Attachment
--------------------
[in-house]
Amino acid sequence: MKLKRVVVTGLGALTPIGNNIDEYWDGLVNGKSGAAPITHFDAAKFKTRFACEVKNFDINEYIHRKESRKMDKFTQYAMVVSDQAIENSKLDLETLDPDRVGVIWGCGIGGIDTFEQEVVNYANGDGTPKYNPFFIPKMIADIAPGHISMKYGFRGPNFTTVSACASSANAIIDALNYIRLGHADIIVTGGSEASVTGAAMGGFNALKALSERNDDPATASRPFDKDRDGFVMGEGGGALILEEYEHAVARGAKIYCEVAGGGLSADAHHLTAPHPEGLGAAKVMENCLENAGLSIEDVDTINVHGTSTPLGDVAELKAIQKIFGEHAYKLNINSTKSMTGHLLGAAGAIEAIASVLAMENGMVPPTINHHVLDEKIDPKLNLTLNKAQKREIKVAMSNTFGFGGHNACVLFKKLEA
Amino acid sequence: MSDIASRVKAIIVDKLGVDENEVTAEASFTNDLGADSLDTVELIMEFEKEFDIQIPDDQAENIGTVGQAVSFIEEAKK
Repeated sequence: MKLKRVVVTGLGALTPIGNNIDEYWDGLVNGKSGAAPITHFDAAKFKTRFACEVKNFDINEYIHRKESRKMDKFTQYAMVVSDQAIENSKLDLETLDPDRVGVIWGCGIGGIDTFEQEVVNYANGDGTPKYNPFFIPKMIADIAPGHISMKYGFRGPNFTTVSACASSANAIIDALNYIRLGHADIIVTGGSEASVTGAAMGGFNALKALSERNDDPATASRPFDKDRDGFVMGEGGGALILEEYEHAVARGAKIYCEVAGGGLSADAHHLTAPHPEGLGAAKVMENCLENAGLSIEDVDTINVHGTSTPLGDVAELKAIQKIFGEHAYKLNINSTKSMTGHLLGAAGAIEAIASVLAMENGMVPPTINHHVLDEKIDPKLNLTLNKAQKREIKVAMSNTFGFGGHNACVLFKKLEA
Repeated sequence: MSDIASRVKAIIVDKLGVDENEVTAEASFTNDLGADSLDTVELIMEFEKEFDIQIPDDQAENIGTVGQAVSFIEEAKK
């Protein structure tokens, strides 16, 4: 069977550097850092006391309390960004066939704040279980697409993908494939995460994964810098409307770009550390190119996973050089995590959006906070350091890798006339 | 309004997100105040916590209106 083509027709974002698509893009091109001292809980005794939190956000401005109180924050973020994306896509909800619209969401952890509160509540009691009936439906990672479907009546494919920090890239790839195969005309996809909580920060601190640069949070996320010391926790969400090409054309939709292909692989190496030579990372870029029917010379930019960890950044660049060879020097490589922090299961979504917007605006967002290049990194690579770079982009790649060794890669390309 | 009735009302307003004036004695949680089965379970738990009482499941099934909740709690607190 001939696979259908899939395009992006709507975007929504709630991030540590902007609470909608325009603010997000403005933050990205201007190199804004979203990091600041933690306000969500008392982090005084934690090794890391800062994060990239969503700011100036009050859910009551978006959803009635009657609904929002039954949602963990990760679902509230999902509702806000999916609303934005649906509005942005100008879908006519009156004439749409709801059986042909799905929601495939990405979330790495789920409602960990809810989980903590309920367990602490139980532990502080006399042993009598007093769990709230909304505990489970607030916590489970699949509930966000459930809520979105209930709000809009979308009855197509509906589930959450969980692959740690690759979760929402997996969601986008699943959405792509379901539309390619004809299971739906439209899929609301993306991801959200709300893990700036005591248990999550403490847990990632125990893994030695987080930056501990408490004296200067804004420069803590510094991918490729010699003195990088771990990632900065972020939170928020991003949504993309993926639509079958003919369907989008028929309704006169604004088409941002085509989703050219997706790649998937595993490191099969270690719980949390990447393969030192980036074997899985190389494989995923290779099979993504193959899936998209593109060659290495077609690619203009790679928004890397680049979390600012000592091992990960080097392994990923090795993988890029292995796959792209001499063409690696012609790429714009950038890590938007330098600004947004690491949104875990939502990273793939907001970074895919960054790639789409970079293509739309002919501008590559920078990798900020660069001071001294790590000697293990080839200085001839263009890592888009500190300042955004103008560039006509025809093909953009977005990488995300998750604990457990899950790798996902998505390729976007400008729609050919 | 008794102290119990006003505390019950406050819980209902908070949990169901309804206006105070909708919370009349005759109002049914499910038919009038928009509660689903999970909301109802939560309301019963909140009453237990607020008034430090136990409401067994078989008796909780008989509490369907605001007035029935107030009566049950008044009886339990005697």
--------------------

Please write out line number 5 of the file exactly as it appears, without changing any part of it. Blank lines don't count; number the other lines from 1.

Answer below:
Repeated sequence: MSDIASRVKAIIVDKLGVDENEVTAEASFTNDLGADSLDTVELIMEFEKEFDIQIPDDQAENIGTVGQAVSFIEEAKK